« PreviousContinue »
at any other College in the United States.* Unfortunately its position in the midst of a large city prevents it from entering into competition with other institutions, limits its pupils to the sons of residents in the city, and in fact makes it only a very superior day-school for New Yorkers.
But has there been no improvement in the last ten years, a space of time in which our countrymen can do so much ? I rejoice to say that there has. Under the auspices of the new President of Yale there is more encouragement for, and consequently improvement in certain branches of classical learning than at any former period. Having occasion two years ago to examine some of the best in the Junior class who were candidates for a Scholarship, I was agreeably surprised at their proficiency in Greek prose, while in some of their earlier studies, Virgil for instance, they were as deficient as the students of my time. The Scholarships, five in number, nearly all founded by the President himself, must have a good effect in the end, by giving the best men a motive for reading beyond the regular course. But allowing these favorable prospects, and supposing that other institutions have improved equally (which may be doubted, since whatever has been done at Yale is owing chiefly to the exertions of one man, its new head), our colleges are very far behind what they should be, judging them not merely by a foreign standard, but by that of the best schools in New York or Boston.
* When I fitted for Columbia—a preparation which was all but sufficient for the Sophomore class at Yale--three books of Xenophon, three of Homer, three of Euclid and Algebra as far as Quadratic Equations, were among the subjects required. Now, I believe, either the Euclid or the Algebra, either the Xenophon or the Homer, will be accepted. Even this lower standard of admission is beyond that of the New England Colleges.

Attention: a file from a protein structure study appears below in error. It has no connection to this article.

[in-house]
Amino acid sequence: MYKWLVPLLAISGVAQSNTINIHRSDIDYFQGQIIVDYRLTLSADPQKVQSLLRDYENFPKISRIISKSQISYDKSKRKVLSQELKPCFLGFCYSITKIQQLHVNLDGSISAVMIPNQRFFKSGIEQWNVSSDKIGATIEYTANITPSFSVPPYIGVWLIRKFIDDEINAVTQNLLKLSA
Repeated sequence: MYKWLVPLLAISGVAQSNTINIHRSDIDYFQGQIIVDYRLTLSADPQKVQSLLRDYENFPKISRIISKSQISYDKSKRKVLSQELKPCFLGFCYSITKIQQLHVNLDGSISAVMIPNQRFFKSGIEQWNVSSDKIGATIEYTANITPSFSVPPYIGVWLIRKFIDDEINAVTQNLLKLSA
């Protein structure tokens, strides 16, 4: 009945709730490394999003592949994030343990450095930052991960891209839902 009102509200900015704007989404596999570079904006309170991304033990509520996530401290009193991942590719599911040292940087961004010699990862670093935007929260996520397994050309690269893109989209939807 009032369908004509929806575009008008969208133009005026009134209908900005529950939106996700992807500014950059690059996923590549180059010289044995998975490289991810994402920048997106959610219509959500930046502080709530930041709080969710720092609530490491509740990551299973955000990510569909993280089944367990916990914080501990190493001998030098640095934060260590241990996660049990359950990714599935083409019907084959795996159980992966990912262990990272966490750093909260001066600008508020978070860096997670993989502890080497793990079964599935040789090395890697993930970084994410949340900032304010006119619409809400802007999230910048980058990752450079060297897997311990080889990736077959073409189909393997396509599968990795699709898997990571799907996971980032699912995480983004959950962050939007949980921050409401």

It may seem very unpatriotic to say all this, but when people are not generally awake to their own deficiencies their eyes ought to be opened, and their real friend is he who tries to do this, not he who, by claiming for the country what it does not possess, makes it and himself ridiculous in the eyes of foreigners, and tends to make them sceptical in regard to its real merits. Talk to a stranger of our chivalry towards women, our sympathy between classes, our benevolence for public objects, the diffusion of rudimentary education among the
masses, &c., and he may be well disposed to believe you; but if you tell him at the same time that “So-and-So is a great scholar," when his works prove him to be a very inferior one, or that “Classics are on the whole as well taught at Yale and Harvard as at Oxford and Cambridge” (I have heard this roundly asserted, by a public man too), and your foreigner says to himself, “ Here is my informant grossly astray on a subject of which I can judge at once; may he not be equally mistaken in some of the other excellences which he attributes to his countrymen ?” The English have injured their character by a similar mistake of claiming too much. Insisting on a superiority in the arts of life—in dress, cookery, and furniture, which they do not possess, and